Forrester recently released a document entitled “Ratings & Reviews: Q1 2011 Snapshot.” In it, we discuss how eBusiness professionals continue to create value for customers via user-generated product review content.  The next evolution of ratings and reviews should prove to be:

  • More flexible, as a multidimensional approach takes over.
  • More exposed, as social networks connect brands and consumers.
  • More pervasive, as retailers use multiple touchpoints to create coordination and consistency.
  • More strategic, as the information derived from ratings and reviews is utilized across the organization.

Of course, this research document is meant to serve as a snapshot, meant to launch a dialogue about what is happening in the space. With that in mind, what are you seeing in the world of ratings and reviews that wasn’t mentioned here? How are those technologies helping eBusiness professionals succeed? And of what we did highlight in the report, what are some examples you have seen of those being used to their fullest effect?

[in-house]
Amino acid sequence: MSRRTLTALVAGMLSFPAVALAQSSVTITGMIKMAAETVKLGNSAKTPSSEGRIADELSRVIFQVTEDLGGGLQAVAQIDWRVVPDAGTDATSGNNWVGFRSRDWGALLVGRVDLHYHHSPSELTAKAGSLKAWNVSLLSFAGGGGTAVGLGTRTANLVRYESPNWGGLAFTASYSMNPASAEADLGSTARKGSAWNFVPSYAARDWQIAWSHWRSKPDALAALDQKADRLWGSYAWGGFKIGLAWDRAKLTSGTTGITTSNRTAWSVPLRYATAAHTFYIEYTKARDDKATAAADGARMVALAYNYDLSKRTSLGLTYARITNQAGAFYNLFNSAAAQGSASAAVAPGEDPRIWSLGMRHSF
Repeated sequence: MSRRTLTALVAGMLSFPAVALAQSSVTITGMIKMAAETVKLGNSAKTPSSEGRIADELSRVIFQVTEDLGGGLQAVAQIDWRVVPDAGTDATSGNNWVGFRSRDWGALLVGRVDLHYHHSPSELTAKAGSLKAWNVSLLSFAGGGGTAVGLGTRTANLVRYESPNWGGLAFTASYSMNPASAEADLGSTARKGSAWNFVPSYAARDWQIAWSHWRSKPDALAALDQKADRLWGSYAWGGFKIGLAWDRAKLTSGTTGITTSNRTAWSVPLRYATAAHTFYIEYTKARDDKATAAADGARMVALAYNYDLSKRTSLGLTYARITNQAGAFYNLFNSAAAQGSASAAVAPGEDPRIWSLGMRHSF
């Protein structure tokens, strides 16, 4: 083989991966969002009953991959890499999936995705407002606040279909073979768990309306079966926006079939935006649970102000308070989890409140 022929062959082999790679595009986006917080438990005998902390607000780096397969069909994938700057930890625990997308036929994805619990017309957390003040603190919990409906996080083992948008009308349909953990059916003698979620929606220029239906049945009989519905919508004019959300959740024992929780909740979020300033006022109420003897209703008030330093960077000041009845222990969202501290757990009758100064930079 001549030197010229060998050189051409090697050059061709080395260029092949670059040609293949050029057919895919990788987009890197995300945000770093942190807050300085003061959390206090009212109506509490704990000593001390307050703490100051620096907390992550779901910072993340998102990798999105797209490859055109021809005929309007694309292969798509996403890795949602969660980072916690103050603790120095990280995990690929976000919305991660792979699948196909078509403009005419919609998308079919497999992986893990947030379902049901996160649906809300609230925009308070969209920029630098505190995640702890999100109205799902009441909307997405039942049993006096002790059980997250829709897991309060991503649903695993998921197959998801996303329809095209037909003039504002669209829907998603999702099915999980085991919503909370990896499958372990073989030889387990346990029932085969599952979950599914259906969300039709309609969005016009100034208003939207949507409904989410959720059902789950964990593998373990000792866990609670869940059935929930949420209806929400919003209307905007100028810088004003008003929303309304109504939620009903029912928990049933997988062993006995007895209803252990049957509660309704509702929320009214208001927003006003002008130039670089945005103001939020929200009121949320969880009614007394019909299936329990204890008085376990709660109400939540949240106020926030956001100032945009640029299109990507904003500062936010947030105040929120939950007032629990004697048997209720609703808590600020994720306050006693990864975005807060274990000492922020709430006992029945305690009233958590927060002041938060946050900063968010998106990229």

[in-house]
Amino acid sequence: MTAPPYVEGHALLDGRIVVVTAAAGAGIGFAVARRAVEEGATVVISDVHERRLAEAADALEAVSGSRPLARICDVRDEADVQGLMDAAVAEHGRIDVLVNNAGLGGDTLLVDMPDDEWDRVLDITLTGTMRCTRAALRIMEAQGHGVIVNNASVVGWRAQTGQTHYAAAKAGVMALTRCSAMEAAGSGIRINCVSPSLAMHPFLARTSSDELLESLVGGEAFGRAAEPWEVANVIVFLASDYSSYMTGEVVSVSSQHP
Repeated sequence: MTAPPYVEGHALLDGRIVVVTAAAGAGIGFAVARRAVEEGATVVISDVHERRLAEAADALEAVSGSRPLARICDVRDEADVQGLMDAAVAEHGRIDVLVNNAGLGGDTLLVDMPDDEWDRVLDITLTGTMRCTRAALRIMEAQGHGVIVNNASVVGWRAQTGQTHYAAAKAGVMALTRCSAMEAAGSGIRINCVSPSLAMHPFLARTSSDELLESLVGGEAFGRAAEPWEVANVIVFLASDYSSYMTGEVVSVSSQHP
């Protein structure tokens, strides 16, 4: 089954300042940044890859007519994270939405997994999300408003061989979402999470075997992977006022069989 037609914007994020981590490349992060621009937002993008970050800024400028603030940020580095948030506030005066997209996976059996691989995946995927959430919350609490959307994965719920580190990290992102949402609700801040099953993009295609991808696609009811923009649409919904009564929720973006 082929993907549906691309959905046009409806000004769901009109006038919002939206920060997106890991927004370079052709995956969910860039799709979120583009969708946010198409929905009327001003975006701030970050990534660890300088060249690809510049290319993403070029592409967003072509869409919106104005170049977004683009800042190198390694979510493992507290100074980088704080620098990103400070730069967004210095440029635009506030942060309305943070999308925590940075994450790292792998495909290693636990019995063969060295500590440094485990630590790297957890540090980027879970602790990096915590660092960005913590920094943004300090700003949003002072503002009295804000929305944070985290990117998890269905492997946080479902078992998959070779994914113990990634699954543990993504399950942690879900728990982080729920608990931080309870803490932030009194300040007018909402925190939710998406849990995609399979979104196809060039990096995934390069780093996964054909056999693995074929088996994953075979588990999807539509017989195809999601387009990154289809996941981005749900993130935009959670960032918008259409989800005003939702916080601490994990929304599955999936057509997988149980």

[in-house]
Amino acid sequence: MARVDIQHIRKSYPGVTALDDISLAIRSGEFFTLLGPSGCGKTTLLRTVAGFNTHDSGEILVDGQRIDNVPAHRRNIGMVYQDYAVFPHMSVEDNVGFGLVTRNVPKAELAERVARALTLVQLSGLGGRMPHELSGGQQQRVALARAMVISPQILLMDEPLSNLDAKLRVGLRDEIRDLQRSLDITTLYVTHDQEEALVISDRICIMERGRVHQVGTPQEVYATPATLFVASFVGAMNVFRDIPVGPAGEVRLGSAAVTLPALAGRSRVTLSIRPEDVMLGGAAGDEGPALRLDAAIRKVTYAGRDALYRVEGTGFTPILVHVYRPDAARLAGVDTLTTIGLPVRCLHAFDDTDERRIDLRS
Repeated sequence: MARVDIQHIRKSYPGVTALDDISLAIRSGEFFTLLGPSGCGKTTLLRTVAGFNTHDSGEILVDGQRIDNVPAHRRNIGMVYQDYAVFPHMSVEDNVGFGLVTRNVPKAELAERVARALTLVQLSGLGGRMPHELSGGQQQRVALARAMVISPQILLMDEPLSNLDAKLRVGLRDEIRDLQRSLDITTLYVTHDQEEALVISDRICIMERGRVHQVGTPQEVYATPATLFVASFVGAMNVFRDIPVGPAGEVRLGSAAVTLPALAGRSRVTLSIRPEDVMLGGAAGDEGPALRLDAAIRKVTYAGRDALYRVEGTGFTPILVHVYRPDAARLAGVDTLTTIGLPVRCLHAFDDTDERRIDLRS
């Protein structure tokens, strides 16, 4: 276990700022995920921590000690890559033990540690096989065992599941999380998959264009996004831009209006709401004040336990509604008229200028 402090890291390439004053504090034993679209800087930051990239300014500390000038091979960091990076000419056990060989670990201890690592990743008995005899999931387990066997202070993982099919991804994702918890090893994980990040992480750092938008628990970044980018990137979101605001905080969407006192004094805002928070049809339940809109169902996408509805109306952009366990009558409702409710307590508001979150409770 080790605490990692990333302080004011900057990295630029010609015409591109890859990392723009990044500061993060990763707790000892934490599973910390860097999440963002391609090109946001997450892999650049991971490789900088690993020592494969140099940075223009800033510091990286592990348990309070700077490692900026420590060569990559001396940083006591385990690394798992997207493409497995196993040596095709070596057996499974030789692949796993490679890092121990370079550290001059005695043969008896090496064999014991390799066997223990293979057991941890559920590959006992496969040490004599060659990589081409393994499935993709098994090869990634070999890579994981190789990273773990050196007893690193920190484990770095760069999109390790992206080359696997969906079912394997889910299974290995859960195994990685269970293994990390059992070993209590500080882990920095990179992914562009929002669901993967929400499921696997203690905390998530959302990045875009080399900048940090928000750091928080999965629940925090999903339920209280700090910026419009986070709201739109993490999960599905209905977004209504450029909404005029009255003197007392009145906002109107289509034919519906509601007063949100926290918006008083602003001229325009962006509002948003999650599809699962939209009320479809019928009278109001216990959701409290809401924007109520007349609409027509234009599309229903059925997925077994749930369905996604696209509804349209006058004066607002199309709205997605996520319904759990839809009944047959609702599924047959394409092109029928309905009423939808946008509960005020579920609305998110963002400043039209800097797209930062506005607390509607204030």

Read the full report here, and then comment on this post.

Patti Freeman Evans

DSGI Know How. Do you?

Martin Gill

I’m intrigued by the recent launch of KnowHow.com.

I’ve known it was coming for a while, but now that it’s here it’s not quite what I expected. However in a way it’s actually a lot better. 

KnowHow.com is, for want of a better description, the customer service portal for the DSGI chain of consumer electronics stores in the UK:  Dixons.co.uk, Currys, and PC World. These stores operate in a fiercely competitive but large and lucrative market in the UK and extend their reach into Europe through sister company Pixmania.  In recent years wallet share in the CE sector has been moving increasingly online, with brick-and-mortar stores facing the challenge of competing on price with their leaner, lower-cost online rivals. But despite this off-to-online swing, the group is reporting that Internet sales are down.